Paul Éluard: Poetry, Politics, Love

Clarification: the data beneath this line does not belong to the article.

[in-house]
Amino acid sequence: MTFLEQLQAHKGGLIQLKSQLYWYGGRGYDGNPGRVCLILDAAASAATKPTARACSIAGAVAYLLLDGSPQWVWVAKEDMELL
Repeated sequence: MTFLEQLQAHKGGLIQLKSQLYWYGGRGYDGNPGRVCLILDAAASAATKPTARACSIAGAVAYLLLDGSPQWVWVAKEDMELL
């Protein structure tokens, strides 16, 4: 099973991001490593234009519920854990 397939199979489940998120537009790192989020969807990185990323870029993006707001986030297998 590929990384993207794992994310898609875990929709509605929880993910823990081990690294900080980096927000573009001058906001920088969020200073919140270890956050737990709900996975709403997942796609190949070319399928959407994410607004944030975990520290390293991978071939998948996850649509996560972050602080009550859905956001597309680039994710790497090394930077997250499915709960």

Special Exhibition Paul Éluard: Poetry, Politics, Love explores the world of the most celebrated and idealistic of all surrealist poets, Paul Éluard. Known as “the Poet of Freedom,” Éluard helped found Surrealism, the French art movement whose poetry celebrated dreams, love and freedom. The exhibition has three sections: one exploring his transition from surrealist poet to communist poet, one focused on his love poetry and the significant loves of his life, and a final section presenting several examples of his poetry from various periods of his career. The exhibition presents Éluard as champion of the notion that love poetry was a gateway to the Marvelous. Éluard was the first husband of Gala (Helene Dmitrievna Diakanova), who would leave him for Salvador Dalí. Gala remained his muse even after their divorce. In the mid-1930s, he abandoned Surrealism to support of the French Communist Party. He became an active member of the French resistance during the Nazi occupation, and thousands of copies of his poem “Liberté” were parachuted from British aircraft over Occupied France to stir morale. The exhibition concludes with a selection of poems from various periods in Éluard’s career. This exhibit is held in the Raymond James Community Room on the ground floor of the Museum. Access to the Museum’s ground floor is free and open to the public; online timed reservations are available by selecting ‘Ground Floor Only’. The Raymond James Community Room occasionally closes for private events, in which case the exhibit will not be accessible.